Red Theatre Curtains

My boyfriend and I were pondering this question as we sat at an old fashioned theatre the other night… Why do most theatres have RED curtains? What is the significance?

Thanks! :confused:

WAG: It looks pretty when the lights are on full… and when the lights are off* it looks black, and more unobtrusive. This is assuming it does not 100% disappear when retracted.

There’s also the distinct possibility that someone, somewhere, somewhen had lots of red material they did not know what to do with… so they made a curtain. Someone else came and saw it, liked it, and copied it. Then, when “everyone else was already doing it”, everyone else started doing it. I imagine there’s quite a few things that are the way they are because it’s just the way they are.

  • perhaps “minimal lighting” would be a more appropriate term, as there’s always some light, somewhere in the theatre

I love this board. Where else can you sit back and ponder theatrical drapes?
I learned that what you are referring to is called a Grand Drape, and there is one for sale on eBay.

I have no idea why red was prominent. I seem to recall from my youth, many were made of velvet, or something similar.

Hides the blood.

Actually, I guess it’s a sense of grandeur and drama that they’re after. I’ve been in plenty of theaters and the few curtains that haven’t been red have been gold or silver or some other dramatic color. Don’t think I’ve ever seen a pastel or beige curtain, although I have seen black ones in the kind of places where the brick or concrete walls are always showing.

My theatre’s Grand Drape is Blue. It DID replace a red one.

Red, especially a deep red, has had powerful connotations of wealth and opulence through the ages, especially as its use was at one time restricted to the royalty. Didn’t help any that making a strong red used to involve the collection, crushing and processing of untold kajillions of small bugs.

Way back when, the theater owners wanted their theaters to look fancy and opulent, so what better way to do that than a lot of gold-leaf in the plaster and those huge red curtains?

The fabric in this decor style is frequently known as “red plush”. It’s traditionally been used not just for stage curtains but for other theater accoutrements such as seat upholstery and even the “red velvet ropes” used for crowd control.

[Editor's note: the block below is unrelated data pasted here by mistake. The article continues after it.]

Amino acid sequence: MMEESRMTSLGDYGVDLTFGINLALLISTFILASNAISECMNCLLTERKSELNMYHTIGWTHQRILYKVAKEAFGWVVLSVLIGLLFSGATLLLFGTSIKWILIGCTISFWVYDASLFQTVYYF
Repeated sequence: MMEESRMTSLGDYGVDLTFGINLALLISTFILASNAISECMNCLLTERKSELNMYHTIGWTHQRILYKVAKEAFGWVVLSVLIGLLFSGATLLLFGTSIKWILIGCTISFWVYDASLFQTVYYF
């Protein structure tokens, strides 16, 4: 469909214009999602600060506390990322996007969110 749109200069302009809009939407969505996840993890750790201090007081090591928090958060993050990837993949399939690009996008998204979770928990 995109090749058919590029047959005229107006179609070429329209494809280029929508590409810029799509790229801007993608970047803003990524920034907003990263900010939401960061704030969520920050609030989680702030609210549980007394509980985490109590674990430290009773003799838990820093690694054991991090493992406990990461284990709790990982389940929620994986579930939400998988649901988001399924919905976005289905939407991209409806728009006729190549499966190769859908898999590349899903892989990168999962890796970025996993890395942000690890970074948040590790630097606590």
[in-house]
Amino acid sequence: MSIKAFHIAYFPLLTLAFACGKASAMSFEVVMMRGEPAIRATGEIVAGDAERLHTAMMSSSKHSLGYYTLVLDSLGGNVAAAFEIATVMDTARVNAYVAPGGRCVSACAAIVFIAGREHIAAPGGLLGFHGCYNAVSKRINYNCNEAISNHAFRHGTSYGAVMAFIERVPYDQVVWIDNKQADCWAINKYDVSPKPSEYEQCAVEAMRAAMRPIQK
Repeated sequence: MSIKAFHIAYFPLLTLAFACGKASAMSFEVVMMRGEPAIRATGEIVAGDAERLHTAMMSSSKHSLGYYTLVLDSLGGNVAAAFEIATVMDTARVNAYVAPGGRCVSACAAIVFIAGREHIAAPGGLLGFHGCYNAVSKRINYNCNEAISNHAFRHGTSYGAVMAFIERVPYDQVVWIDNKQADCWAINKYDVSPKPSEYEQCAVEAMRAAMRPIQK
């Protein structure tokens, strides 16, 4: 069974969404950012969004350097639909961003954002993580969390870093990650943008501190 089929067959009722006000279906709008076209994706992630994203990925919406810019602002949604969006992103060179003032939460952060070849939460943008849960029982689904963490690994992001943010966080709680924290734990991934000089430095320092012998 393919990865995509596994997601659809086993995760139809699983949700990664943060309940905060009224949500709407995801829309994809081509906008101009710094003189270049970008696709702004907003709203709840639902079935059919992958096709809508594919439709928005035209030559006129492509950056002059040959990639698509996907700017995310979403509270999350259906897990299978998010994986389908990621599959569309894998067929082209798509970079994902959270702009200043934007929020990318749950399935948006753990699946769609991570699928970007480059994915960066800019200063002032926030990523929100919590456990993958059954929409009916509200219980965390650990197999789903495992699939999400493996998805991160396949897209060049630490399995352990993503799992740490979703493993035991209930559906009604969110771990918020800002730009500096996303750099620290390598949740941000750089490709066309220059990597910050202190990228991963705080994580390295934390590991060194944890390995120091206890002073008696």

Red plush theater decor has been traditional since at least the nineteenth century, but I can’t seem to find out exactly how or when the tradition got started. The suggestions made here about connotations of opulence and dramatic grandeur seem plausible, but they don’t tell us what made this specific trend really catch on. Why red plush instead of, say, purple satin? This has to have a particular historical origin somewhere, but I don’t know what it is.

My WAG is that your eyes would adjust more easily to the dark once the lights go down with a red curtain. Since red light is ideal for astronomers and stargazers who don’t want to obscure their night vision when they need light to see their away around, it would seem to follow that your eyes would adjust more easily to dark after being in a red-colored environment.

That was my first thought after reading the OP, also. Red has the longest wavelength, so is easier on the eyes when adjusting, as you say.

Perhaps dyeing cloth red was easier and cheaper than dyeing it any other color.
That’s my WAG. The only other colors I’ve seen besides red are black, blue, and deep purple.

Far from it! See the wiki article about the bugs, and compare collecting and crushing huge quantities of bugs to gathering up the leftovers from preparing a meal.

A lot of natural dyes are trivial to produce, using things like onion skins and bark, but deep, lasting red was exceptionally difficult.

Ignorance, busted. :wink:

Not just “was” difficult - ever forget and put one red shirt in with your whites?

Yes, and my girlfriend won’t let me live it down.

Red also stimulates the appetite, thus spurring concessions sales, and is flattering to skin tones.

In Eastern Orthodoxy, the curtain that is used in front of the altar, if it does not change color with the liturgical season (only common among the Russians), is red. To my knowledge, the Oriental Orthodox (Copts, Syrians, Armenians) invariably have red curtains.

Red Stimulates the appetite? Hmmm… Learn something new every day!